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Exercising can protect the brain from Alzheimer's disease

Date:
May 16, 2017
Source:
University of British Columbia Okanagan campus
Summary:
The evidence is clear. Physical activity is associated with a reduced risk of Alzheimer's disease, a new study concludes.
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The evidence is clear. Physical activity is associated with a reduced risk of Alzheimer's disease, says a panel of researchers and not-for-profit leaders, led by UBC's Okanagan campus.

The researchers also confirmed that regular physical activity may improve the performance of daily activities for people afflicted with Alzheimer's. Their conclusions may have significant implications for the 1.1 million Canadians affected directly or indirectly by dementia.

"As there is no current cure for Alzheimer's, there is an urgent need for interventions to reduce the risk of developing it and to help manage the symptoms," says study first author Kathleen Martin Ginis, professor in UBC Okanagan's School of Health and Exercise Sciences. "After evaluating all the research available, our panel agrees that physical activity is a practical, economical and accessible intervention for both the prevention and management of Alzheimer's disease and other dementias."

Martin Ginis and her cohort reviewed data from more than 150 research articles about the impact of physical activity on people with Alzheimer's. Some of the work explored how physical activity improves the patient's quality of life and the others examined the risk of developing Alzheimer's based on the amount of activity in which an individual participated.

The panel concluded that regular physical activity improves activities of daily living and mobility in in older adults with Alzheimer's and may improve general cognition and balance. They also established that older adults not diagnosed with Alzheimer's who are physically active, were significantly less likely to develop the disease compared to people who were inactive.

"This is exciting work," says Martin Ginis. "From here we were able to prepare a consensus statement and messaging which not only has community backing, but is also evidence-based. Now we have the tool to promote the protective benefit of physical activity to older adults. I'm hopeful this will move the needle on this major health concern."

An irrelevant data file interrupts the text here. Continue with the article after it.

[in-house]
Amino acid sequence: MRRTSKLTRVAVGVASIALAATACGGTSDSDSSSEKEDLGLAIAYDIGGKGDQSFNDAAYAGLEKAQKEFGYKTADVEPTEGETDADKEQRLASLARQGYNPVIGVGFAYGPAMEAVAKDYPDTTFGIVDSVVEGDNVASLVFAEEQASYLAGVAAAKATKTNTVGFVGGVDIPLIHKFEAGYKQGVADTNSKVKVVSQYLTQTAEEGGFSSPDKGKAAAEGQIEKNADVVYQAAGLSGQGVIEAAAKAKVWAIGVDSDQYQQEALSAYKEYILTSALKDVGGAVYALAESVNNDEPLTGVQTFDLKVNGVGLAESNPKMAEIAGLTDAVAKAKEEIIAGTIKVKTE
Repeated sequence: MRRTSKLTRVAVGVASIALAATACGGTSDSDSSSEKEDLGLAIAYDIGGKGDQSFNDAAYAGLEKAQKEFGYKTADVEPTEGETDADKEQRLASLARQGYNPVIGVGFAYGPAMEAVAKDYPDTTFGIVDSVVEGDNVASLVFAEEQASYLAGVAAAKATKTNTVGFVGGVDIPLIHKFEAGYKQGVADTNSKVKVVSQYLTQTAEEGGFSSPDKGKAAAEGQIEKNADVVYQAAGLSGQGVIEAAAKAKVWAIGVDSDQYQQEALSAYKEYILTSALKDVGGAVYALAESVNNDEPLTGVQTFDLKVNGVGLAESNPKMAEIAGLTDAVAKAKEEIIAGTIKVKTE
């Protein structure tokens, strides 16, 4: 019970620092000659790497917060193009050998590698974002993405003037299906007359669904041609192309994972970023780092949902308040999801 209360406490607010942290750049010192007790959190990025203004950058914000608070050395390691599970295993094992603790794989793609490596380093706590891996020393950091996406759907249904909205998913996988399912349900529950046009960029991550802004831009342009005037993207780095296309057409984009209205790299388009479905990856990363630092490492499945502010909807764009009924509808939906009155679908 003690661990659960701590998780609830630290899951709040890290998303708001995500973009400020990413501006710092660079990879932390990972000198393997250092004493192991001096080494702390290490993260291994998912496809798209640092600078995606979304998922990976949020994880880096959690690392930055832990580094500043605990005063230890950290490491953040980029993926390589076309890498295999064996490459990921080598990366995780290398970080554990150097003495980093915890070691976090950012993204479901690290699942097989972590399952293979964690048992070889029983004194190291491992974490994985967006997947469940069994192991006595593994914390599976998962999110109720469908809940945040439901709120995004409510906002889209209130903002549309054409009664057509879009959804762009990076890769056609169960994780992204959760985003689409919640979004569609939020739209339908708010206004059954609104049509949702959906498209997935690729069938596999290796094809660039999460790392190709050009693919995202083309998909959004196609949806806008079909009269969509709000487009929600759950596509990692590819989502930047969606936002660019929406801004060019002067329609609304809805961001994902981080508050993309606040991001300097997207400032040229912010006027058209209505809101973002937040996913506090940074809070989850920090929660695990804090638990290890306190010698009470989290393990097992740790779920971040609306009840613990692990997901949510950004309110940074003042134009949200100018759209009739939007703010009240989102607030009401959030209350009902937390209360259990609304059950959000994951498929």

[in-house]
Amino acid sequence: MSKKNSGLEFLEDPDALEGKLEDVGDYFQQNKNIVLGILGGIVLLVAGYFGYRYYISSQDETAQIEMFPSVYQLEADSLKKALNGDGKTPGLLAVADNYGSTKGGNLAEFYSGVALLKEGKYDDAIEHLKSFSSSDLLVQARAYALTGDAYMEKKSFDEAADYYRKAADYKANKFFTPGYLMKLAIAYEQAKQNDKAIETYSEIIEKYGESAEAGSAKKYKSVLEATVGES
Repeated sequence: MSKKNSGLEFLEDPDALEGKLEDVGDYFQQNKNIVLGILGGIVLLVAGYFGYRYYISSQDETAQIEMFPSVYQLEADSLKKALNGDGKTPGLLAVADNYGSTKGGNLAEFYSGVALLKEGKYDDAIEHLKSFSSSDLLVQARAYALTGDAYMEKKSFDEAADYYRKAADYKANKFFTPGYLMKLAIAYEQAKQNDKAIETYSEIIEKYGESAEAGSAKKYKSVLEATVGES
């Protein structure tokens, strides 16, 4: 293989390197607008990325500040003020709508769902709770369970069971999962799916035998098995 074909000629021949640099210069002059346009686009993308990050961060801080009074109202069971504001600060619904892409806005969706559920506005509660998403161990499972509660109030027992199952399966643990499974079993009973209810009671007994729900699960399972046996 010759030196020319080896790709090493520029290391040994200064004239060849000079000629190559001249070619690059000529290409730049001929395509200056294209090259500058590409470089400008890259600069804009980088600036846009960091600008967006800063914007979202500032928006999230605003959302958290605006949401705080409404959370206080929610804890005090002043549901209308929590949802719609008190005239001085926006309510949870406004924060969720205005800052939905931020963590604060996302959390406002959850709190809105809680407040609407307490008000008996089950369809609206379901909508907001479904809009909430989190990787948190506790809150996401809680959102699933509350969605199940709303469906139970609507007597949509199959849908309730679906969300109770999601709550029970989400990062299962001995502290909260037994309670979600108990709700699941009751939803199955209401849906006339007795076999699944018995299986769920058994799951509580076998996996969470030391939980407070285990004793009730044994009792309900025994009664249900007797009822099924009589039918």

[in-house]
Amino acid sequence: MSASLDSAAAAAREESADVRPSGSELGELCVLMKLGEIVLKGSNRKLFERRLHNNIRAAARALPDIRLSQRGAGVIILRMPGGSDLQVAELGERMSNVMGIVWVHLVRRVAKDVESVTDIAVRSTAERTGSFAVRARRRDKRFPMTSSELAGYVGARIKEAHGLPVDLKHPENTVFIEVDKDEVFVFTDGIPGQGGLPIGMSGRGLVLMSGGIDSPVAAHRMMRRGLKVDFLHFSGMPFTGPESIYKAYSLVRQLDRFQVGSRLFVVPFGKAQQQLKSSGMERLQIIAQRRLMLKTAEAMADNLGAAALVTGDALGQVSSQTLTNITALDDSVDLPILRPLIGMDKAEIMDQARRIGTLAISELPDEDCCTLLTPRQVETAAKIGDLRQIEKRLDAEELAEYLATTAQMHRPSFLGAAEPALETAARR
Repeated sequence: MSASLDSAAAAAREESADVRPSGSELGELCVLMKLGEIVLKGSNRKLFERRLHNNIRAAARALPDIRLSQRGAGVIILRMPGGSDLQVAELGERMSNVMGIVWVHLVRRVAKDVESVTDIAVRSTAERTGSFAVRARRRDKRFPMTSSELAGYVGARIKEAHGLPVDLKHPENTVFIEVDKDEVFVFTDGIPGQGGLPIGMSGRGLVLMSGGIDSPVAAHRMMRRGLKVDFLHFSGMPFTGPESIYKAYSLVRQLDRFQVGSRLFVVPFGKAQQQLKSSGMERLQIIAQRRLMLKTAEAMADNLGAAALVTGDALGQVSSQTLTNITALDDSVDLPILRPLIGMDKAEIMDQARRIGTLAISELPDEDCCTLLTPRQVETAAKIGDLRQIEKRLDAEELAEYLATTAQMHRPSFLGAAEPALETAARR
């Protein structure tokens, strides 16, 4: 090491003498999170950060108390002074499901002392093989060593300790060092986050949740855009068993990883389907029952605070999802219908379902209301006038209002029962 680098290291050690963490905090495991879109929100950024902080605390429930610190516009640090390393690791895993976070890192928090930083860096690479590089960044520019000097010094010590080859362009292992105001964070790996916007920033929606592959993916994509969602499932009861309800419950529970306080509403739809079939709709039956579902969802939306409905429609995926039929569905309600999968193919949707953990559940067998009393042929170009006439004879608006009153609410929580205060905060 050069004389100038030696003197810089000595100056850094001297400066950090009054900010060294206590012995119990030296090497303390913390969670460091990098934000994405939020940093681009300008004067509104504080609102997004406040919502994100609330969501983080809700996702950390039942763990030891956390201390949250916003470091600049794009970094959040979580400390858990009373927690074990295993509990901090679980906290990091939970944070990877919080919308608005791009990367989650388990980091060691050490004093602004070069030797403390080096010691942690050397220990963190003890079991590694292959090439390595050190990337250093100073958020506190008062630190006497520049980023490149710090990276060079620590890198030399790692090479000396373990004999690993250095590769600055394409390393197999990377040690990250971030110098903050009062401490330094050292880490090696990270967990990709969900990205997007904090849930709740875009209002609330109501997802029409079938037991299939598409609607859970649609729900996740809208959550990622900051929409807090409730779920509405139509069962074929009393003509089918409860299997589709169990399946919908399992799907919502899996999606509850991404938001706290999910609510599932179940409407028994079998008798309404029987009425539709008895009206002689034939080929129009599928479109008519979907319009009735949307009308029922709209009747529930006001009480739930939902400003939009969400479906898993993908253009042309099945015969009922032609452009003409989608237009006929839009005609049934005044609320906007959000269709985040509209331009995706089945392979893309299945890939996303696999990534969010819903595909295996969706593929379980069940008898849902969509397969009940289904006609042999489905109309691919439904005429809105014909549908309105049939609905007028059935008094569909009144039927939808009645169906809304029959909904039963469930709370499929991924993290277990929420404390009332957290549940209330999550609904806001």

Alzheimer's disease is the most common form of dementia, characterized by progressive neurodegeneration that results in severe cognitive impairment, compromised physical ability and loss of independence. The number of worldwide cases is expected to increase from 30.8 million in 2010 to more than 106 million in 2050.


Story Source:

Materials provided by University of British Columbia Okanagan campus. Original written by Christine Zeindler. Note: Content may be edited for style and length.


Journal Reference:

  1. Kathleen A. Martin Ginis, Jennifer Heisz, John C. Spence, Ilana B. Clark, Jordan Antflick, Chris I. Ardern, Christa Costas-Bradstreet, Mary Duggan, Audrey L. Hicks, Amy E. Latimer-Cheung, Laura Middleton, Kirk Nylen, Donald H. Paterson, Chelsea Pelletier, Michael A. Rotondi. Formulation of evidence-based messages to promote the use of physical activity to prevent and manage Alzheimer’s disease. BMC Public Health, 2017; 17 (1) DOI: 10.1186/s12889-017-4090-5

Cite This Page:

University of British Columbia Okanagan campus. "Exercising can protect the brain from Alzheimer's disease." ScienceDaily. ScienceDaily, 16 May 2017. <www.sciencedaily.com/releases/2017/05/170516124023.htm>.
University of British Columbia Okanagan campus. (2017, May 16). Exercising can protect the brain from Alzheimer's disease. ScienceDaily. Retrieved May 22, 2017 from www.sciencedaily.com/releases/2017/05/170516124023.htm
University of British Columbia Okanagan campus. "Exercising can protect the brain from Alzheimer's disease." ScienceDaily. www.sciencedaily.com/releases/2017/05/170516124023.htm (accessed May 22, 2017).

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